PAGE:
“I don’t think that … Harper-Archer as it stands is able to close the gap on its own without some other rethinking of all the stuff that’s happening outside the school. And I have nothing but faith in the leadership and the team. We’ve done a high quality process. The building’s beautiful. We’ve lived up to everything that we promised and more, and yet the lift will be real, and there will be some plateau.”

— Atlanta Public Schools Superintendent Meria Carstarphen on the student achievement gap


» STEAM programs

» Teacher/student connections

» Principal Taylor at work

» Parental involvement

» ‘Together we can’

» Inside the daunting task

» ‘It takes every one of us’

» ‘You can always dance it out’

“I think that they chose a dynamic leader and that they definitely got it right for Harper-Archer.”

— Stephanie Johnson, Georgia Department of Education deputy superintendent for school improvement, on APS picking Dione Simon Taylor as principal

Harper-Archer High School graduate Artie Cobb sits for a portrait with a vintage Harper-Archer High School yearbook at Harper-Archer Elementary School in Atlanta's Fairburn Heights neighborhood, Thursday, January 16, 2020.  Cobb was one of the first graduates of Harper-Archer High School. The high school has been renovated and turned into an Atlanta Public Schools "Turnaround" elementary school. The school now serves Pre-K through 5th grade within the APS Douglas High School cluster. (ALYSSA POINTER/ALYSSA.POINTER@AJC.COM)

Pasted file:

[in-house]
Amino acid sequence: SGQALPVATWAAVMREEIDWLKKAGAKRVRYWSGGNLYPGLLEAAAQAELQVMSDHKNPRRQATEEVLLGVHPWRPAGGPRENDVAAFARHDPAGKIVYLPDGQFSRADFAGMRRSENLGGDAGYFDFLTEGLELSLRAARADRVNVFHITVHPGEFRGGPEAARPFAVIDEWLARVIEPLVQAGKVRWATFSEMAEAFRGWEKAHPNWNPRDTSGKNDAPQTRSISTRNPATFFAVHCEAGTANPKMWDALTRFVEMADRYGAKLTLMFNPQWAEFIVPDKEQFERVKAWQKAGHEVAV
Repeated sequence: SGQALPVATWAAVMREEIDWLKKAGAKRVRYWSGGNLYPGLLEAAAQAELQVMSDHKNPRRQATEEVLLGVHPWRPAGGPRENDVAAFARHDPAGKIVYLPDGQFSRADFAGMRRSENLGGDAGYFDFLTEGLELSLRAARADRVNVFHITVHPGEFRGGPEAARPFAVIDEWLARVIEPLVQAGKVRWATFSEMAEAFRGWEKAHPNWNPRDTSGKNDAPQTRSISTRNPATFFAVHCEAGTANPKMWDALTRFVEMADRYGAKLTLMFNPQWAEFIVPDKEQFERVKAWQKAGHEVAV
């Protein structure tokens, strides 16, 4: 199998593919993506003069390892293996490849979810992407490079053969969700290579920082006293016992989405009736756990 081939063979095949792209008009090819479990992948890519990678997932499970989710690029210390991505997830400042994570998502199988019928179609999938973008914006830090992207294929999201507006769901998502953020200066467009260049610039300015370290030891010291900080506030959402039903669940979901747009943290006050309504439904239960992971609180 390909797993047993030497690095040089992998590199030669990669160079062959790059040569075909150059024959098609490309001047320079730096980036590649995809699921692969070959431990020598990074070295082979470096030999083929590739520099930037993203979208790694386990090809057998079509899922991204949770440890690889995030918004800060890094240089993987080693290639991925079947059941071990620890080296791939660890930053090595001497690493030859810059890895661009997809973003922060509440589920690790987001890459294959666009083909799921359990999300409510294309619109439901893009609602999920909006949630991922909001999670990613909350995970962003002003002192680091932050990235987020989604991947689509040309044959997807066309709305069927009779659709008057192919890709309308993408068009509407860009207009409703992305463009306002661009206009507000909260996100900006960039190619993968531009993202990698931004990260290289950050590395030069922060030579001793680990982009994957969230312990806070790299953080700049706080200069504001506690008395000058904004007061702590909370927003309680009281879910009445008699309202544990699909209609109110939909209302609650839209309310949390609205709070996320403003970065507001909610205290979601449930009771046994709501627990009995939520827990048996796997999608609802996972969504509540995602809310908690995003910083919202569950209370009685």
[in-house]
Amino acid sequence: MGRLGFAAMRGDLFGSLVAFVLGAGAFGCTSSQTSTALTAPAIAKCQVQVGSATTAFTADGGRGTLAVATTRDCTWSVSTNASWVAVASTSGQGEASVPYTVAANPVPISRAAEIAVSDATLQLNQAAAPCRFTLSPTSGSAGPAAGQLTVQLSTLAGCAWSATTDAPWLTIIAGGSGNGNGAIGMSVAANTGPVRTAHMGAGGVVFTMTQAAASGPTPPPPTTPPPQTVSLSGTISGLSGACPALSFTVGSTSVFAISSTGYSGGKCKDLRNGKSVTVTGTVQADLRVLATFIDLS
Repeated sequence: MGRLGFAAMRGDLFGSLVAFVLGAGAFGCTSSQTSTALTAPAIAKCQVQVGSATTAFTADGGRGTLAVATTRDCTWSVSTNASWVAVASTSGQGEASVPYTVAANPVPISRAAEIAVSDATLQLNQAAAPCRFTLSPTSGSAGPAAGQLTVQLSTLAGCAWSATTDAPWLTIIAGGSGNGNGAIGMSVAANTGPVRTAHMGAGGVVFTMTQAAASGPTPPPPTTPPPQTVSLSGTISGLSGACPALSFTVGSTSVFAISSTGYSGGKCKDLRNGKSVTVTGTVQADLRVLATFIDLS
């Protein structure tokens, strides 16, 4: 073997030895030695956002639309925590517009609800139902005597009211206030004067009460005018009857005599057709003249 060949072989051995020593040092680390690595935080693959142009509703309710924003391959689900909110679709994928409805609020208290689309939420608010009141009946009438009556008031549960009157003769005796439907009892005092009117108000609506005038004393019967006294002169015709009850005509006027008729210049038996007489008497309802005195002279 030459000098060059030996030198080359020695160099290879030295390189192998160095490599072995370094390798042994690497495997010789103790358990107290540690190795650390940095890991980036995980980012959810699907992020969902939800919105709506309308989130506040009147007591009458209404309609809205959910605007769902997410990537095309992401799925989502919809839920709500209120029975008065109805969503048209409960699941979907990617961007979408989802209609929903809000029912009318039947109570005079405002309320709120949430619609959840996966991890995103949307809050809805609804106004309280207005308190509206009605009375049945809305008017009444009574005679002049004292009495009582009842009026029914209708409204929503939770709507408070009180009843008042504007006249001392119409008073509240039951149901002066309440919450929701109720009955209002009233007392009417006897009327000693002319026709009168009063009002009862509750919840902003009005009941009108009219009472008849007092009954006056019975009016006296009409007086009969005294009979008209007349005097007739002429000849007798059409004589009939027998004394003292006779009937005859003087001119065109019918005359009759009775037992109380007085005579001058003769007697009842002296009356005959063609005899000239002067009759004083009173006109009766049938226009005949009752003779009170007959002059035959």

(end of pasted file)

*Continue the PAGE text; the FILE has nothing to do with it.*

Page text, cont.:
icon to expand image


“I don’t want it to be a poverty-stricken school. It does not have to be, but it’s up to the board of education, it’s up to the community or to the civic leaders. It’s up to the neighborhood to see that that changes.”

— Artie Cobb, president of the Charles L. Harper High School International Alumni Association

Our journalists

Vanessa McCray is an education reporter at The Atlanta Journal-Constitution. She moved to Georgia in 2017 to join the AJC's education team and cover Atlanta Public Schools. Previously, she wrote about K-12 schools, colleges and universities for The Blade newspaper in Toledo, Ohio. She worked for more than a decade at newspapers in her home state of Michigan.

Bob Andres has been an AJC staff member since 1998. A native San Franciscan, he also worked as a photographer and photo editor for newspapers in California and Florida. A graduate of San Francisco State University, Bob has also worked as the AJC's metro photo editor, and has taught photojournalism at UGA and Cal State Hayward.

Alyssa Pointer has been an AJC staff member since 2017. She spent time documenting communities in Wisconsin, Kentucky and Illinois before relocating to her home state of Georgia. Pointer spares no effort when tasked with creating impactful images of the people and places within their communities. Alyssa is a proud graduate of Western Kentucky University.

Jim Pelfrey has been with the AJC 12 years, the last six as an editor working mostly on education stories. He had worked as a reporter or editor on newspapers in Virginia, Washington state and Tennessee before coming to Georgia.

Todd C. Duncan is the senior editor for the AJC's Local and Education team and has been an editor here for more than 27 years. Prior to coming to Atlanta, Todd was a reporter with The Advocate in Stamford, Conn. A graduate of the City University of New York, Todd also produces the AJC Classic Cars video series, and he has taught journalism at Clark Atlanta and Georgia State universities.

Jennifer Peebles and Nick Thieme are newsroom data specialists.